Thursday, January 08, 2009
WASHINGTON —In an unusually blunt letter, a group of federal scientists is complaining to the Obama transition team of widespread managerial misconduct in a division of the Food and Drug Administration.
"The purpose of this letter is to inform you that the scientific review process for medical devices at the FDA has been corrupted and distorted by current FDA managers, thereby placing the American people at risk," said the letter, dated Wednesday and written on the agency's Center for Devices and Radiological Health letterhead.
The center is responsible for medical devices ranging from stents and breast implants to MRIs and other imaging machinery. The concerns of the nine scientists who wrote to the transition team echo some of the complaints from the FDA's drug review division a few years ago during the safety debacle involving the painkiller Vioxx.
The FDA declined to publicly respond to the letter, but said it is working to address the concerns.
In their letter the FDA dissidents alleged that agency managers use intimidation to squelch scientific debate, leading to the approval of medical devices whose effectiveness is questionable and which may not be entirely safe.
"Managers with incompatible, discordant and irrelevant scientific and clinical expertise in devices...have ignored serious safety and effectiveness concerns of FDA experts," the letter said. "Managers have ordered, intimidated and coerced FDA experts to modify scientific evaluations, conclusions and recommendations in violation of the laws, rules and regulations, and to accept clinical and technical data that is not scientifically valid."
A copy of the letter, with the names of the scientists redacted, was provided to The Associated Press by a congressional official.
"Currently, there is an atmosphere at FDA in which the honest employee fears the dishonest employee, and not the other way around," the scientists wrote.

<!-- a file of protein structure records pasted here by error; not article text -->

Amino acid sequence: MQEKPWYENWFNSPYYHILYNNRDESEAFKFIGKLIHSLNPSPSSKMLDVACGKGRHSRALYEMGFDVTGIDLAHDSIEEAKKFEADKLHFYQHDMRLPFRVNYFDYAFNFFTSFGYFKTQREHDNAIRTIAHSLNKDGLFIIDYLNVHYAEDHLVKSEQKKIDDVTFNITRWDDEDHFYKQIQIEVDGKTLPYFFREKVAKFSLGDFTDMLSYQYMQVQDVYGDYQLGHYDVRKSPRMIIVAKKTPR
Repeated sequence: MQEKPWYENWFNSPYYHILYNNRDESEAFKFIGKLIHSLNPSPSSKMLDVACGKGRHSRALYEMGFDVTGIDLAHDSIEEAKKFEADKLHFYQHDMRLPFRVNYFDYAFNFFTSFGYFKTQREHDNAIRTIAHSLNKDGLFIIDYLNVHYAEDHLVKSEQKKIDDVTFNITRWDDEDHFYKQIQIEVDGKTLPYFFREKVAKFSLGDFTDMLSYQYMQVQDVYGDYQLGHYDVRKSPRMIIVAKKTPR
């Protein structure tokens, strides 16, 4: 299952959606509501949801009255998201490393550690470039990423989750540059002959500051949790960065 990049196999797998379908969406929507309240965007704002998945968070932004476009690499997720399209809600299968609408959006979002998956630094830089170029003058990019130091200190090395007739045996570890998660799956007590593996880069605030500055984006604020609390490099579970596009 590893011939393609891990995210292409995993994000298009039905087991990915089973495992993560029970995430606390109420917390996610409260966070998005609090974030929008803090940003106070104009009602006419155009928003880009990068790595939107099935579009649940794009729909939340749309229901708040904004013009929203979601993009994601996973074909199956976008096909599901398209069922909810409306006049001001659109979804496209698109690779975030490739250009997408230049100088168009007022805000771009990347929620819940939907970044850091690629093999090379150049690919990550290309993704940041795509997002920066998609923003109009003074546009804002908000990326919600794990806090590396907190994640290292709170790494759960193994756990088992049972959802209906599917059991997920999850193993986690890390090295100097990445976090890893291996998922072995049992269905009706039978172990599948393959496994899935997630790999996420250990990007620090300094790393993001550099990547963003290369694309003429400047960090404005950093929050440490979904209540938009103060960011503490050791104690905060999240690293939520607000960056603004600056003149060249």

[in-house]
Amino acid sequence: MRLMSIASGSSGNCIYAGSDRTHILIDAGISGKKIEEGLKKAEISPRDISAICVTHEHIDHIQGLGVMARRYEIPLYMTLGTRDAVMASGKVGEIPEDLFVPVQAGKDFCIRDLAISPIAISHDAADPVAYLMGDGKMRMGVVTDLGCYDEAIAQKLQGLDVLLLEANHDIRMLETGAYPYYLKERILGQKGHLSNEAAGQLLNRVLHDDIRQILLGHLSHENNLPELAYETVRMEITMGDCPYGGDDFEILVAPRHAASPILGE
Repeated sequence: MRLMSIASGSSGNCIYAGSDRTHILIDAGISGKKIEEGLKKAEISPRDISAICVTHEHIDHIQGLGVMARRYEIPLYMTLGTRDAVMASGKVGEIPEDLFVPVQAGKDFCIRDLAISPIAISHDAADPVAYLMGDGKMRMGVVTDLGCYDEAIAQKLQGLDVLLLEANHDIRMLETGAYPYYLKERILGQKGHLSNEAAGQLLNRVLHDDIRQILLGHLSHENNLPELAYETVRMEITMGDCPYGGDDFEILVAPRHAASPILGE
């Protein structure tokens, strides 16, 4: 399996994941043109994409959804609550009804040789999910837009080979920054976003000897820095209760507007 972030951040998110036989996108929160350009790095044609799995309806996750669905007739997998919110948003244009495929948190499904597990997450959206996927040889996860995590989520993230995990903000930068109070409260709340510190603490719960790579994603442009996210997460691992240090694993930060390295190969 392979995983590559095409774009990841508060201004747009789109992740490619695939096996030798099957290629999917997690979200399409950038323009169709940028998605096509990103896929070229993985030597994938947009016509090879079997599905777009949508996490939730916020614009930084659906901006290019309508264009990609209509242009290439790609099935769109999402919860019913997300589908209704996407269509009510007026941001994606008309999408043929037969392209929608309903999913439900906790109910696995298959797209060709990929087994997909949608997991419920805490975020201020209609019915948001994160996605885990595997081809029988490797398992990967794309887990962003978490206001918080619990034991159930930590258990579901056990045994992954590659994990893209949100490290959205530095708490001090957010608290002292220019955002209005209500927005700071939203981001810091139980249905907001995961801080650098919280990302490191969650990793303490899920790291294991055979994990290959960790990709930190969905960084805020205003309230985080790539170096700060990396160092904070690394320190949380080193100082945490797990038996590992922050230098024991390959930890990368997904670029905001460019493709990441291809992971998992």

FDA spokeswoman Judy Leon said in response: "We have been working very closely with members of the transition team and any concerns or questions they have on any issue, we will address directly with the team. Separately, the agency is actively engaged in a process to explore the staff members' concerns and take appropriate action."
Senior Democratic and Republican lawmakers are urging Obama to appoint a commissioner who will shake up the FDA and restore the confidence of its working-level scientists and medical experts. But industry officials fear that approval of new drugs and devices could be delayed by endless scientific disputes _ which is the agency's reputation.
The FDA dissidents have previously taken their concerns to Congress and found support from lawmakers in the House.
In the letter the group singled out mammography computer-aided detection devices as an example of a technology that should not have gone forward. The devices were supposed to improve breast cancer detection, but instead studies showed they were associated with false alarms that led to unnecessary breast biopsies.
Since 2006, FDA experts have recommended five times against approving the devices without better clinical evidence, the letter said. In March of last year, a panel of outside advisers supported some of the concerns of the FDA's in-house scientists. Nonetheless, FDA managers overruled the objections and ordered approval.
Top FDA managers "committed the most outrageous misconduct by ordering, coercing and intimidating FDA physicians and scientists to recommend approval, and then retaliating when the physicians and scientists refused to go along," the letter said.
A spokeswoman said the Obama transition team had no comment.
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